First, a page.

The Ithaca College administration is expanding its resources to aid more cases of students at risk.
The Assisting Students at Risk initiative, housed in the Office of Student Affairs and Campus Life, was founded in 2008 and is entering a new phase with the initiation of a behavioral intervention team led by caseworker and new hire Christina McMahon, who began her work at the college Jan. 26. This team will include key representatives across campus who will meet regularly to discuss and implement strategies dealing with individual situations, fighting mental health stigma on campus and improving campus communications.
Rory Rothman, senior associate vice president for student affairs and campus life, said the ASR began in 2008 to make the process of supporting students at risk more comprehensive.
“The idea was to create this office as a central place to be able to share information from community members from the students, faculty and staff who have concerns about a student … and for this office, in turn, to be able to do some outreach to see if that’s an isolated situation or more of a pattern of behavior and to identify the most strategic intervention strategies,” Rothman said.
Rothman said McMahon’s position will provide an important addition to the ASR because she will now be handling the reports as well as leading the behavioral intervention team.
“Ultimately there will be a lot coming out of this area in terms of more intervention and interaction with students, more education and outreach programs and the work of the Behavioral Intervention Team,” he said. “So that person has to establish relationships with all the key constituents on campus to grow the program over time.”
McMahon said she was excited to begin her new role as case manager in the Office of Student Affairs and Campus Life.
“With my background in psychiatric social work, I hope to be an especially strong advocate and ally for those students who may be struggling with mental health issues,” she said. “I want students at risk to engage in a partnership with me and feel comfortable processing any stressors or barriers that may be negatively infringing upon their student experience.”
An intervention situation begins when Rothman’s office receives a report, often from faculty saying a student has missed class or expressed distress. After receiving the facts, the office gathers information from the residence director and Office of Public Safety and Emergency Management records and will look to a person who has a relationship with the student, most often an RD but sometimes a faculty member or adviser, to check in with the student and report back to the office.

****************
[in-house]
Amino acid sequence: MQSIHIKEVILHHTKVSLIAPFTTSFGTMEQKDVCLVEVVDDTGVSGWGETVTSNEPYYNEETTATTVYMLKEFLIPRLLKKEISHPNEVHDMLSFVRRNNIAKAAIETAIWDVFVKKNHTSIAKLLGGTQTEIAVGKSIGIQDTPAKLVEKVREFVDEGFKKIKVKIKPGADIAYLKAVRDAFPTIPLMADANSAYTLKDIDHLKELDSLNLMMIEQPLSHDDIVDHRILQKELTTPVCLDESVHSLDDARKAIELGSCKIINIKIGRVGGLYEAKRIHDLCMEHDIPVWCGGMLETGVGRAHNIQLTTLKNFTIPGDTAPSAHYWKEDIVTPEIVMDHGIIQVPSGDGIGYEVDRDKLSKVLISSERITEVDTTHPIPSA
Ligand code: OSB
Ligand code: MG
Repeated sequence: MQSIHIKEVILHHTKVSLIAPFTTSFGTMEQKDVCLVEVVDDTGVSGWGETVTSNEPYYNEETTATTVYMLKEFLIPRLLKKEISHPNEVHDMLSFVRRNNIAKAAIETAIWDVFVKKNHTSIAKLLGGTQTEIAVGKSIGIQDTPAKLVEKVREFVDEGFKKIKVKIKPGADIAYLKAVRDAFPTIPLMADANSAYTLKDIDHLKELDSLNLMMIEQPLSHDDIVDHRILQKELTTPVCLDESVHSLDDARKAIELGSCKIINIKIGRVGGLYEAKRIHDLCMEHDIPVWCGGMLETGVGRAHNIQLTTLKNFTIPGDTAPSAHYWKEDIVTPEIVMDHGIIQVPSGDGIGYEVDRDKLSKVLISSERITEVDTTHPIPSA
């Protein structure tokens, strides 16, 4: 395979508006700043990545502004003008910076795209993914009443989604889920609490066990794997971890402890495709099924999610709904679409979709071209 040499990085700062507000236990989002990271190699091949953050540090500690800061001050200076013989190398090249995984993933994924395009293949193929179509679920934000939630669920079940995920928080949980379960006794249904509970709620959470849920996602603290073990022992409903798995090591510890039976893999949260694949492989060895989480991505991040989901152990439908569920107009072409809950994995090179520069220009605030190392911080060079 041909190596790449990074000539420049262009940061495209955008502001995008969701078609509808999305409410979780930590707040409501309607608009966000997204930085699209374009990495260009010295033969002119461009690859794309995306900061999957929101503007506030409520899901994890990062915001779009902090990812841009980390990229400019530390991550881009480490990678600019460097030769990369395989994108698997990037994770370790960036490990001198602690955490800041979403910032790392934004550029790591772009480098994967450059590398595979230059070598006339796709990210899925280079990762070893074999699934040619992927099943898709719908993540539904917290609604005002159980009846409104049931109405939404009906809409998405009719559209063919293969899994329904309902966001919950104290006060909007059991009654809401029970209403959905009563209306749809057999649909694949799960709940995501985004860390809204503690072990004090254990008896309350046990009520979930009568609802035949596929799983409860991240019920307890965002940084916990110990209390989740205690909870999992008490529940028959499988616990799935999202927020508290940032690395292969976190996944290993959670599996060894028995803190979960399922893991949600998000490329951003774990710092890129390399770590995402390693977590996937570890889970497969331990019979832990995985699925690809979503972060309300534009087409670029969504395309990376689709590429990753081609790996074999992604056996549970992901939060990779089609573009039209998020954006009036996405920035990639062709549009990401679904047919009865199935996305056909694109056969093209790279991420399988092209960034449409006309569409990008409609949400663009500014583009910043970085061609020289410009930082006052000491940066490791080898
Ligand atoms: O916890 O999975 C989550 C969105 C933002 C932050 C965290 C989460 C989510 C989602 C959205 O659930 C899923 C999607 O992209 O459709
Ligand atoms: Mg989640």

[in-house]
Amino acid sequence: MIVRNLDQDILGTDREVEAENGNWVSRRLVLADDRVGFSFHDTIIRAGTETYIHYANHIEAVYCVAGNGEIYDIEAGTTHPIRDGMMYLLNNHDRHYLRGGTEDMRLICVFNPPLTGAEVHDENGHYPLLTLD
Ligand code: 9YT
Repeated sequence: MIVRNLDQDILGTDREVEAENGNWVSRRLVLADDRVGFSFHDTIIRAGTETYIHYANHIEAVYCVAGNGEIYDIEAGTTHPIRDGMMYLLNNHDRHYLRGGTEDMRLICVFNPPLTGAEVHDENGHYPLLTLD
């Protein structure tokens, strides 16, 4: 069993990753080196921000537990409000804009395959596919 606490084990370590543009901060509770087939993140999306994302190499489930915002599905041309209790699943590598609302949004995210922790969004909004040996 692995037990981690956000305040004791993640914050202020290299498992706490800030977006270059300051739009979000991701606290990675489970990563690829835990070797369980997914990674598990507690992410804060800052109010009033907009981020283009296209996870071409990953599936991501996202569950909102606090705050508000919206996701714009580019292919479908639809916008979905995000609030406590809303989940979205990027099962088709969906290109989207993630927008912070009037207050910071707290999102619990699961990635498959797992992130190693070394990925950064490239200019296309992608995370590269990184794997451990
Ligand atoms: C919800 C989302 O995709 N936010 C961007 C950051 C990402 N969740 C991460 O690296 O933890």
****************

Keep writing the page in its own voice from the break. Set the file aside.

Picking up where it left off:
Deborah Harper, director of the Center for Counseling, Health and Wellness, addressed the possibility of students feeling an invasion of privacy and said though there may be some students who feel their personal lives are none of the school’s business, from her understanding most students appreciated the gesture.
“I don’t think the feedback that I’m hearing is that students don’t like this or feel intruded on, but they feel like someone cares,” Harper said.
Harper said the expansion of the initiative was important in keeping up with best practices nationwide, which now include a team that meets on a regular basis and having a dedicated case manager.
“Over the years you realize how much support is needed,” Harper said. “The population is changing — needs are greater. People feel more anxious and want to get help. The institution wants to provide the resources for students to be able to be successful and stay here.”
Recently, the Center for Counseling and Psychological Services posted a syllabus insert about mental health in support of the ASR initiative to Intercom that was subsequently updated to include a section about sexual assault. Harper said after a faculty member reached out to the ASR initiative with questions about what to do in cases of sexual assault, the team decided to update the insert with specifications about this scenario.
“What’s coming along now is a lot of attention to Title IX,” Harper said. “Is there information and education in the college community around resources if you’re sexually assaulted? So I think it’s kind of fresh on people’s minds. To say that we’re a confidential reporting place is not new, but in the climate where people are talking about who do you report sexual assault to, it probably is a good thing to emphasize that this is confidential.”
McMahon said the ASR plays an important role in supporting students in need of resources.
“The assisting students at risk initiative truly empowers the entire campus community to take notice of those students who are struggling, whether it be academically, socially or emotionally, and access that student immediate help,” she said.